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December 8, 1999

Moderate- vs High-Dose Methadone for Opioid Dependence—Reply

Author Affiliations

Phil B.FontanarosaMD, Interim CoeditorIndividualAuthorMargaret A.WinkerMD, Deputy EditorIndividualAuthorStephenLurieMD PhD, Fishbein FellowIndividualAuthor

JAMA. 1999;282(22):2121-2123. doi:10-1001/pubs.JAMA-ISSN-0098-7484-282-22-jbk1208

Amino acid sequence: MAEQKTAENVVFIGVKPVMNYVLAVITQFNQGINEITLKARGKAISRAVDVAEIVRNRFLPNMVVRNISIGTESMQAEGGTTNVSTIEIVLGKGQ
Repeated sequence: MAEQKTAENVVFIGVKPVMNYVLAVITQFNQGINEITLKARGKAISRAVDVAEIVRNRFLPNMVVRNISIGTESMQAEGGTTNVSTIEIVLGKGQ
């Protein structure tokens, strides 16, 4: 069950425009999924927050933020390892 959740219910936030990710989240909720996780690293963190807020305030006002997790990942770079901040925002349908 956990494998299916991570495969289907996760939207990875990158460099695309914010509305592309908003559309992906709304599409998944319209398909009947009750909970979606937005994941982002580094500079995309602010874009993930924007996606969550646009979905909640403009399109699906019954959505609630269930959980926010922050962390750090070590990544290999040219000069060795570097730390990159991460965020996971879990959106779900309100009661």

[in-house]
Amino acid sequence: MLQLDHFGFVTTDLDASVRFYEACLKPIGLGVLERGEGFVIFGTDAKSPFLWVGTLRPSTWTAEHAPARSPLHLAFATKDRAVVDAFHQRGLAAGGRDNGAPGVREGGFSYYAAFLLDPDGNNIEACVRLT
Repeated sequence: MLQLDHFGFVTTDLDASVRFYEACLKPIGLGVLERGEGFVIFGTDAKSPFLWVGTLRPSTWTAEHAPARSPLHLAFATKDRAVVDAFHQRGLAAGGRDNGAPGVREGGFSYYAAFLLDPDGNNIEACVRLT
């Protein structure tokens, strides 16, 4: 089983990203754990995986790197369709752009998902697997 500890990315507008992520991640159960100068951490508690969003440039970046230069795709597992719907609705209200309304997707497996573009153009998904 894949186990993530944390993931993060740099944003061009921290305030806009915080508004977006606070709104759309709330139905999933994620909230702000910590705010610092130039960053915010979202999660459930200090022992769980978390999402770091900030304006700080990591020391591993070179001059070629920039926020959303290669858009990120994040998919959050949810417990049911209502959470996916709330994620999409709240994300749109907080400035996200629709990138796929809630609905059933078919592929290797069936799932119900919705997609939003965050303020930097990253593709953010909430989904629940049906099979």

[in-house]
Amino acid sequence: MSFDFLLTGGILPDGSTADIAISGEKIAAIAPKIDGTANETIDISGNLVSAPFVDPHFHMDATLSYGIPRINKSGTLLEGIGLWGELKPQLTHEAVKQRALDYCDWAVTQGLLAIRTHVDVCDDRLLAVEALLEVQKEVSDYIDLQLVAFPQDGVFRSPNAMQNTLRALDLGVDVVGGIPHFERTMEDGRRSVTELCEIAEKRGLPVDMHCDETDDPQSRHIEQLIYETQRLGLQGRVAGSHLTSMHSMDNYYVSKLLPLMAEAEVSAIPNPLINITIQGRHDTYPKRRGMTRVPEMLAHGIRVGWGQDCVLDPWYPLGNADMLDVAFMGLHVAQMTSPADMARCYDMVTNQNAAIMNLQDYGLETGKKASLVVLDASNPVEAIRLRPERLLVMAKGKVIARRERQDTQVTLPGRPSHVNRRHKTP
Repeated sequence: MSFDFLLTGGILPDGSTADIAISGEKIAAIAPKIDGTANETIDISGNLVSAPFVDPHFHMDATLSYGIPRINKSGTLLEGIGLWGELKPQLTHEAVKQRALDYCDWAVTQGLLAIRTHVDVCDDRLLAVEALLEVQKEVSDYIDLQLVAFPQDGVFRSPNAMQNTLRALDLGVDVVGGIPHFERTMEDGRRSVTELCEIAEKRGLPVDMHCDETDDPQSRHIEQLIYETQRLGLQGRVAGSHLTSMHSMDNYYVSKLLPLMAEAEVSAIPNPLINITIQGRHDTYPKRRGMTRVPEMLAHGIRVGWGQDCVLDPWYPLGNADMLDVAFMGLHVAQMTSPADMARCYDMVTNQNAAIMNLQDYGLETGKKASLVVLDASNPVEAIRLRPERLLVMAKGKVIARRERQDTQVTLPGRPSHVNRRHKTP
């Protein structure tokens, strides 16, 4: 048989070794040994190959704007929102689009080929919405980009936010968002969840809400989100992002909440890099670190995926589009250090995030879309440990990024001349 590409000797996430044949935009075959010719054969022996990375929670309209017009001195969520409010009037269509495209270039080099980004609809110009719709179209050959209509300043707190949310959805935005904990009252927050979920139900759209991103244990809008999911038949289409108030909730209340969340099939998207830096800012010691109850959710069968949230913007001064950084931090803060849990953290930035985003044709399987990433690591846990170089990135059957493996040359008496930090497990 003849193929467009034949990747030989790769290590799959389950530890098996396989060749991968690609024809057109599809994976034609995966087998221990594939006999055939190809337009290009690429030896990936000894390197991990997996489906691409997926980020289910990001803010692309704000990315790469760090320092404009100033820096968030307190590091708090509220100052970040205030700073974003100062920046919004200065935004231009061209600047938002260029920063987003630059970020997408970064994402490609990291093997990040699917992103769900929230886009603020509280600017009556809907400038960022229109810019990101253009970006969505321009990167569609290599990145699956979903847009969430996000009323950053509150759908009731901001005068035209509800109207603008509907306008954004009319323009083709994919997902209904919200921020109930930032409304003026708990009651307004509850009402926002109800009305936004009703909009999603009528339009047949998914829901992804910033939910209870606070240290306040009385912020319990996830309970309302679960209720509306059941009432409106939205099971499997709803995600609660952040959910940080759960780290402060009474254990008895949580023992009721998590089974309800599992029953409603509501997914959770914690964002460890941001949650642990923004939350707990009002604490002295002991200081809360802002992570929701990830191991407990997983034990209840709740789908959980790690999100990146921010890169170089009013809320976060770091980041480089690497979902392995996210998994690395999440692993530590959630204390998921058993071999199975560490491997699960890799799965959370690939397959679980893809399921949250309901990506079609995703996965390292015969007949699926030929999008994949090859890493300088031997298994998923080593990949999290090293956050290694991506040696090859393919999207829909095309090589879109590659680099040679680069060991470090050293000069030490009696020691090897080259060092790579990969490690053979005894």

In Reply: Dr Grabowski and colleagues point out that their work has shown how the required frequency of clinic visits for methadone treatment can affect retention, while methadone dose influences rates of illicit opioid use.1 Methadone regulations require patients to attend clinics on a daily basis initially, and months or even years can elapse as patients gradually earn the right to attend on a less frequent basis. Their work suggests these attendance requirements may increase attrition from methadone treatment programs. This is an important point that needs to be considered as federal agencies work to revise current methadone regulations. It is also worth noting that some forms of insurance reimburse daily treatment delivered on-site but do not provide reimbursement for take-home doses of methadone. This can be another factor influencing the current practices of methadone clinics.

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